The old building next door, where the wonderful Sandmeyer Bookstore is located, was built in 1887. The architects grouped the window panels together with cast iron in order to provide as much natural light as possible. You gotta remember, my friends – this neighborhood mostly predates internal lightbulbs.

I find these to be a perfect glimpse of old Chicago. They are robust and powerful architecture leavened with touches of grace and beauty – quintessential Chicago.

Lakeside Press Building

Printers Row Architecture Lakeside Press Building Columbia College
The gorgeous Lakeside Press Building today houses Columbia College students. Photo by Alex Bean.

Columbia College students apparently have all the fun here on Printers Row. They get to study fine arts and communications in downtown Chicago and some of them get to live in another fabulous historic Printers Row structure. The Lakeside Press Building, which is now student housing for Columbia, was built as the HQ of RR Donnelly, one of the largest mapmaking companies during their peak. The company still exists, in fact it’s on the Fortune 500, but they moved out of Printers Row ages ago.

My favorite part of this beautiful building’s architecture is the cast iron in the facade. Those segments indicate the floors where the printing presses were once located. The cast iron also lends the building a fascinating and textured facade. Your eye can’t help but leap between the brick, limestone, huge windows, and that cast iron.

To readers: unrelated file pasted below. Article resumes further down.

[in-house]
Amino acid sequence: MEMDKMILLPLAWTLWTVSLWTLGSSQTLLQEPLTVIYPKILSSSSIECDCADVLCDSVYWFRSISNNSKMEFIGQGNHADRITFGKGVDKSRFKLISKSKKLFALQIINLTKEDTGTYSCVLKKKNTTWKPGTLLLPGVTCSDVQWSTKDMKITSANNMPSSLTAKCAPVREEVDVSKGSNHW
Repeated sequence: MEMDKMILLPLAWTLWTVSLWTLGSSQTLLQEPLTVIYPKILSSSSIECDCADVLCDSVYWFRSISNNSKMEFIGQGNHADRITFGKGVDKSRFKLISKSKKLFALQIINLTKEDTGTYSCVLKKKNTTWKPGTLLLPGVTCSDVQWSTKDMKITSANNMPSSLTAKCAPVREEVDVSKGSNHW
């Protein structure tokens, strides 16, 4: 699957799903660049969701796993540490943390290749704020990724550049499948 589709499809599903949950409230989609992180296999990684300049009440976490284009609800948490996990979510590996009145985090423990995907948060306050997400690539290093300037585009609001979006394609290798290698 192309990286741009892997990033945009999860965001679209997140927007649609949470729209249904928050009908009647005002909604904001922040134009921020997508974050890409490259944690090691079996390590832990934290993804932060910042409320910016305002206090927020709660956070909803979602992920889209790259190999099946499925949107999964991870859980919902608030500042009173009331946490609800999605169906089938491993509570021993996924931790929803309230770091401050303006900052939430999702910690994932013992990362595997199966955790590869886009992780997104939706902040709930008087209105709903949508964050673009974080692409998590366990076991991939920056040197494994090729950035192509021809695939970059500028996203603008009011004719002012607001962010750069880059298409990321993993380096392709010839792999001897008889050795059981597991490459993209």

Donohue Building and Annex

Printers Row architecture Donohue Building
The Donohue Building was the first major printing facility in the area. Photo by Alex Bean.

The Donohue is “the first major printers’ structure in the district” according to the AIA Guide to Chicago. This is where Printers Row was born! The Donohue is an outstanding example of Chicago’s Romanesque architecture. Rounded arches above windows and doors break up the heavy-looking masonry wall. For me, those rounded arches are the dead giveaway of Romanesque architecture. You can also see this feature reflected on the Dearborn Station just down the block.

The Donohue also makes an interesting contrast with the Franklin Buildings directly opposite it on Dearborn. The Franklin Buildings have bunched windows, enabled with cast iron or other, newer methods. By comparison, the Donohue has only one window per opening punched in the wall. It still has tons of windows, but they’re more visually divided.

Also, sadly, the historic M.A. Donohue and Co. sign on the Annex has just been recently blocked. Construction of a new apartment building in the adjacent lot has done away with it. Boo, we say!

Enjoy Printers Row!

We’ve only skimmed the surface of this grand district. Printers Row is one of my favorite neighborhoods to wander. If you make it to the festival this weekend, or any weekend for that matter, make sure to look up and enjoy the architectural details around.

– Alex Bean, Chicago Detours Content Editor and Tour Guide